So, Ontario residents are left in a catch-22 situation. Many are thrilled by the vast number of new sportsbooks and casinos that have started operating, each with attractive sign up offers, but the trade off is the loss of DFS. While many tweeters and the daily fantasy sports groups want this to become an election issue, it is very unlikely to have any effect on the results of the Ontario election, which is being held on June 2nd. Even if it did, the current ruling Progressive Conservative Party that is being blamed for losing DFS is far more gambling friendly than the other parties, and it is almost a certainty that if the NDP or Liberal parties win power they wouldn’t change the Ontario-only rules for DFS.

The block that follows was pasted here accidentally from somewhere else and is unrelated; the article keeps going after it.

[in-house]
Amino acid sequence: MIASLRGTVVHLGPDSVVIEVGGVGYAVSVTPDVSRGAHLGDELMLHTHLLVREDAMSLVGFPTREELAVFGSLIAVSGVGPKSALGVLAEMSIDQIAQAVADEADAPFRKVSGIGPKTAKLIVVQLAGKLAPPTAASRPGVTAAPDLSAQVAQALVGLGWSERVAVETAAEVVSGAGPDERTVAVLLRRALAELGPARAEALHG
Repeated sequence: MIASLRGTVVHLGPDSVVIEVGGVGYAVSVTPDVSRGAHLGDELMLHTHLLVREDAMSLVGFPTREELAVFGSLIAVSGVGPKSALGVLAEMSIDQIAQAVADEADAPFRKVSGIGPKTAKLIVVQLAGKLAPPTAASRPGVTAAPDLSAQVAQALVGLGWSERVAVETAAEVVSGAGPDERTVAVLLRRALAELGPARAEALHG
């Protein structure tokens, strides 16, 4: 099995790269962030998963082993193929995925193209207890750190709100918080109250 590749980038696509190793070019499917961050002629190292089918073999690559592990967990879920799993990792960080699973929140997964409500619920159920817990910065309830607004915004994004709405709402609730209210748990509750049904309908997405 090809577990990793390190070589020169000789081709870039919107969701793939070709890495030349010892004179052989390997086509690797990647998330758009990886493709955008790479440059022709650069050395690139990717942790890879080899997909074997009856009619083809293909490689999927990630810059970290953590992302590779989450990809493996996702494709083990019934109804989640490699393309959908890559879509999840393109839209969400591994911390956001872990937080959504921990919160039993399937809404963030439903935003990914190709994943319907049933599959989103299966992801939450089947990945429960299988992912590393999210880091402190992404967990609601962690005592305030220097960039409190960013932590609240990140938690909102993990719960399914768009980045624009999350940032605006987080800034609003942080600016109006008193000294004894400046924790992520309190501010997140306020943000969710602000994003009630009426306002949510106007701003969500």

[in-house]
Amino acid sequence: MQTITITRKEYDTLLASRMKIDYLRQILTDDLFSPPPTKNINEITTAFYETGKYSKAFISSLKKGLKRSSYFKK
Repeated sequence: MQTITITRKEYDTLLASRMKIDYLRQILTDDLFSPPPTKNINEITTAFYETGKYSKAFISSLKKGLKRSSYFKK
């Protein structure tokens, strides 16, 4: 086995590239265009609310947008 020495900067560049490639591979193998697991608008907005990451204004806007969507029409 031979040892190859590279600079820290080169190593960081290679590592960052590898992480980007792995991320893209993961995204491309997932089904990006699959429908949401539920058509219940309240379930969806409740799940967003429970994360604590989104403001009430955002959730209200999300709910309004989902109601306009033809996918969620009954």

The best Ontario DFS players can likely hope for is for other provinces in Canada to open up their online gambling markets similar to Ontario and create a regional market that includes all of Canada. If this took place, then DraftKings and FanDuel would possibly revisit DFS opportunities with a population of about 33 million people 19 years of age and older.

Read insights from Hartley Henderson every week here at OSGA and check out Hartley's RUMOR MILL!